The Italian Sodas
Did you know that this whole cheese party started long ago because of a couple of bottles of Torani Italian soda syrups my roommate left when she moved out? And since I'm not one to waste perfectly good syrup, I planned a theme party.
People always seems to ask about how to make an Italian soda, so here's our shopping list and the directions:
Cups: We purchase 10 oz clear plastic cups at either Costco or your local restaurant supply store. We don't usually go larger only because if you have an assortment of syrups, people will come back for seconds and thirds to try out the different flavors. You can also use tall clear glasses if you're doing a smaller party at home. The Italian sodas come in pretty colors, so we prefer clear cups or glasses.
Straws: Bendy and colored straws are fun. I've never used the paper straws, though I absolutely love some of the fun patterns that are out there. Get the size that will fit your cup height.
|Straws for mixing Italian sodas|
Torani Italian Soda syrup, an assortment: You can buy these at the grocery store in the beverage or coffee aisle, but the syrups can be rather expensive ($6-$10/bottle) and the store likely will only have a small selection of flavors. Ask around at your neighborhood coffee shop or cafe and see where they get their syrups--I found my distributor this way and we have been buying the 750 mL bottles (25.4 oz) with Starnes Distributing in Salt Lake City for $4.75 for years now!
I would definitely get vanilla, amaretto, Irish cream, or creme de menthe; these flavors pair well with other flavors. Get one berry and one citrus flavor. Then get one weird flavor, like bacon, or chocolate, or toasted marshmallow. It will be a conversation starter, I promise. If you have more than 5 different flavors, write down the flavors on a poster board or chalk board and display it. It sure beats having to repeat yourself a bazillion times.
Ice: Cubed ice works rather nicely. You don't necessarily want pebbled ice, because that may melt a little too quickly and dilute the drink.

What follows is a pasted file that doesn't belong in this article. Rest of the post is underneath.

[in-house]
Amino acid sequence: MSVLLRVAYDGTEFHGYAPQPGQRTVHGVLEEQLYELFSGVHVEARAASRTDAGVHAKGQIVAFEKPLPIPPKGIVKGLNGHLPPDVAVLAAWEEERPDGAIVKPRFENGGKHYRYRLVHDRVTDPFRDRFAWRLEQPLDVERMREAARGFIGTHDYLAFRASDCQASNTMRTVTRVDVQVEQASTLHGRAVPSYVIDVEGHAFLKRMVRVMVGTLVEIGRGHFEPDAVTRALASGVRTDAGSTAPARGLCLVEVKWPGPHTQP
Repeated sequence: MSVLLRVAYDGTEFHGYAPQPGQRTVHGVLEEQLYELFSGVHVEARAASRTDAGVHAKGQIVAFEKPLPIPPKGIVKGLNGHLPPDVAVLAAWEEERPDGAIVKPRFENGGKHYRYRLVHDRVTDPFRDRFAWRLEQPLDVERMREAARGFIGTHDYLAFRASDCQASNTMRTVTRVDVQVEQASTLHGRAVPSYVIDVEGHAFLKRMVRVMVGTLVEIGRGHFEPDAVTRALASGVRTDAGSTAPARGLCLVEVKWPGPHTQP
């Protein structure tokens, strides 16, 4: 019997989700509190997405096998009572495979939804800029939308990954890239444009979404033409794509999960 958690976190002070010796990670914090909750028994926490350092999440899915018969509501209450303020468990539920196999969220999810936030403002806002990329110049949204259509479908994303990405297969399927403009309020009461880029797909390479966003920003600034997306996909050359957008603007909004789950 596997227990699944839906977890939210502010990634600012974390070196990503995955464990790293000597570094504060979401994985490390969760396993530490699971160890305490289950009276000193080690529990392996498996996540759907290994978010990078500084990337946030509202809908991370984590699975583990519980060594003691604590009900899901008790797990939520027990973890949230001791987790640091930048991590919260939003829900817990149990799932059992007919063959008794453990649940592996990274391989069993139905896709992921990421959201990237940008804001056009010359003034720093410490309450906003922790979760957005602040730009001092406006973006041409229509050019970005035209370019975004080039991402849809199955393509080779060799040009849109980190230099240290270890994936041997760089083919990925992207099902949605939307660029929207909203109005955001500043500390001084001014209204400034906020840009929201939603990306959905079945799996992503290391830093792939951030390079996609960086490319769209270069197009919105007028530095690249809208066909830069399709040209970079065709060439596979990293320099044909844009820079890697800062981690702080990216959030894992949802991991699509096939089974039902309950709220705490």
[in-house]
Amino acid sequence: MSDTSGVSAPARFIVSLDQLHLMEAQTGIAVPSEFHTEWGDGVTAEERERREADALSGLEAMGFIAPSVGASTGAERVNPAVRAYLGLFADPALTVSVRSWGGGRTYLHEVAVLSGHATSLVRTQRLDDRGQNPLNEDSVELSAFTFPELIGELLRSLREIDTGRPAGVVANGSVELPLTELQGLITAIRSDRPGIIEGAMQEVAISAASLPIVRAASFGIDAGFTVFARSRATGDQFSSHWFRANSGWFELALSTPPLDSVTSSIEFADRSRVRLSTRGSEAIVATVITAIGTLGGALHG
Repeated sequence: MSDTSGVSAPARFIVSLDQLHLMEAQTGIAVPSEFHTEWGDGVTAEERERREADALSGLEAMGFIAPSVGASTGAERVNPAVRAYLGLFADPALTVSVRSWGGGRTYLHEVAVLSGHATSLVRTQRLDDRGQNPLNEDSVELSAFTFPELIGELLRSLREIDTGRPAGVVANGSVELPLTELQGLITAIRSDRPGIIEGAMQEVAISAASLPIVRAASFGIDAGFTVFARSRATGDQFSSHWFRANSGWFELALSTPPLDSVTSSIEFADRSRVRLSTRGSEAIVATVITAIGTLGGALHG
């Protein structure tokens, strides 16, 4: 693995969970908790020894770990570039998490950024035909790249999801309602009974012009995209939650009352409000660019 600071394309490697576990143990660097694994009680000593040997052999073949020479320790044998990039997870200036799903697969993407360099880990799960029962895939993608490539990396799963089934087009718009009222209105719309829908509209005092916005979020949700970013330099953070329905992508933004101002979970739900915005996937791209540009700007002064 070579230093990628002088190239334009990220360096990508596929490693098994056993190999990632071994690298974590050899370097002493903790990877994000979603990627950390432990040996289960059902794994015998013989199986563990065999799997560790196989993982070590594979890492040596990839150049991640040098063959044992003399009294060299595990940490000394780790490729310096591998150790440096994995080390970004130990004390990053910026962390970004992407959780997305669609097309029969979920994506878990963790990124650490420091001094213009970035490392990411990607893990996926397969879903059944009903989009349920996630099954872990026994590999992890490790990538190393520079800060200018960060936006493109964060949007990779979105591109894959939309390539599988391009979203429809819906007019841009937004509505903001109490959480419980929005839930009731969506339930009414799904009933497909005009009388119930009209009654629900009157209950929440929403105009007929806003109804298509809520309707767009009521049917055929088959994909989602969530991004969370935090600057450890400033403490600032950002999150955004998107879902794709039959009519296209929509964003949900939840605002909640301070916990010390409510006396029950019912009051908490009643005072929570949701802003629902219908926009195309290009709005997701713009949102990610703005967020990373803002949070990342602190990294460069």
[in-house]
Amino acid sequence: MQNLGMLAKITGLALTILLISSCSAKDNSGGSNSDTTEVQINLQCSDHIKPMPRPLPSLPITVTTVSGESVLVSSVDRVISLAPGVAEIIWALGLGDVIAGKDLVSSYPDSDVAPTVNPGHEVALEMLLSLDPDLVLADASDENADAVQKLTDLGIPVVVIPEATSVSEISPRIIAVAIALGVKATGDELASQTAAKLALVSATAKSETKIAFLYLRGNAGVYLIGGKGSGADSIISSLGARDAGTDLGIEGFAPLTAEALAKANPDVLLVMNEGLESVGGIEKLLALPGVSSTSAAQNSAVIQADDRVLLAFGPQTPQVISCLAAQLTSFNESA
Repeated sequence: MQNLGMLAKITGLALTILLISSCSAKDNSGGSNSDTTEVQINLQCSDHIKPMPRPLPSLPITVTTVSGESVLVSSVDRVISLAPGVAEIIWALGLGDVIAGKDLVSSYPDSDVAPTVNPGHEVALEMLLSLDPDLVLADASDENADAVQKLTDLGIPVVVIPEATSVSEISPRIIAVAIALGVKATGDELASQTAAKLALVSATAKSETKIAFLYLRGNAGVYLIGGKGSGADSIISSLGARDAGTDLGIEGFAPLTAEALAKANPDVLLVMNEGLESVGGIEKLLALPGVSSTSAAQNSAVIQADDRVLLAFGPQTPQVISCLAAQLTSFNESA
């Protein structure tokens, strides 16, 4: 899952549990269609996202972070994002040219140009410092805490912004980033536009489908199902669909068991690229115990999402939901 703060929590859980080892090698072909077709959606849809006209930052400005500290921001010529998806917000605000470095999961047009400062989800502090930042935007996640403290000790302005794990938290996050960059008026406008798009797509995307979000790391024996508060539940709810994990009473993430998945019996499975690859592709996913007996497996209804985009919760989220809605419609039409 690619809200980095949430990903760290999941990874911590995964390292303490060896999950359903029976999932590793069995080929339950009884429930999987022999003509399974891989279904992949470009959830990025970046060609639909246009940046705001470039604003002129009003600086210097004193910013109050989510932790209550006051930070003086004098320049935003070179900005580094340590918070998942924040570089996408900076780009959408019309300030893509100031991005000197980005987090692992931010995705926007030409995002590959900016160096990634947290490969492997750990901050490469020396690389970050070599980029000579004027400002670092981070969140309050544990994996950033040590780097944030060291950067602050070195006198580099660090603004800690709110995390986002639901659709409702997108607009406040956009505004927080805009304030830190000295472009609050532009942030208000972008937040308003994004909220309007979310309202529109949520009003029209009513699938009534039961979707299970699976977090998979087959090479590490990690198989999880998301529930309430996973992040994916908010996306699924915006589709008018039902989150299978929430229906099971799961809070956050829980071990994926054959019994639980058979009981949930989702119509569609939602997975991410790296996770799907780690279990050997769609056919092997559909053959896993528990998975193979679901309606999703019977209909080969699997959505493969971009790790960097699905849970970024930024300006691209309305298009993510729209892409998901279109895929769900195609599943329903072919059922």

|Lee mixing it up!|
Half & half or whipping cream: Either will work. We realized half & half was half the price of whipping cream, so we use half & half for bigger parties and whipping cream for smaller gatherings.
Carbonated water or seltzer water: You can get tonic water also, but that has quinine and a bunch of extra calories in it. I would stay away from the tonic water, unless you're doing your party in a malaria-infested area (ha ha!). We buy this in bulk at our Smith's Marketplace, since they sell 2-liters of generic carbonated or seltzer water for cheap.
Aerosolized whipped cream: We've never done this, but you can top the soda off with a little mound of whipped cream, because whipped cream is always good.
|The cute bartender|
A cute bartender: You'll want a person or two to man the Italian soda area if you're doing a large party. It makes for less waste and mess. Lee always takes this on only because he gets a chance to talk with everyone!
A jug of water (or two): Without fail, people will get sugared out, so have another refreshing option available.
Okay, now for how to make it--this little video should help; directions are listed below.
Directions (for a 10 oz glass):
- Add two or three ice cubes to cup.
- Add about 2 tablespoons of syrup.
- Add a splash of cream.
- Fill the cup up with carbonated water.
- Stir well or instruct your guest to stir well with a straw.
- Have them taste test the drink. Add more syrup and/or cream if needed.
- Garnish with whipped cream if desired.
We currently have over 30 different flavors that we've accumulated over the last few years. My favorite is vanilla and orange. It tastes like a Creamsicle when you add the half & half. What would you try if you had all these flavors?
Tomorrow, we'll talk about Cheese Idol (aka the cheesy talent show). See you then!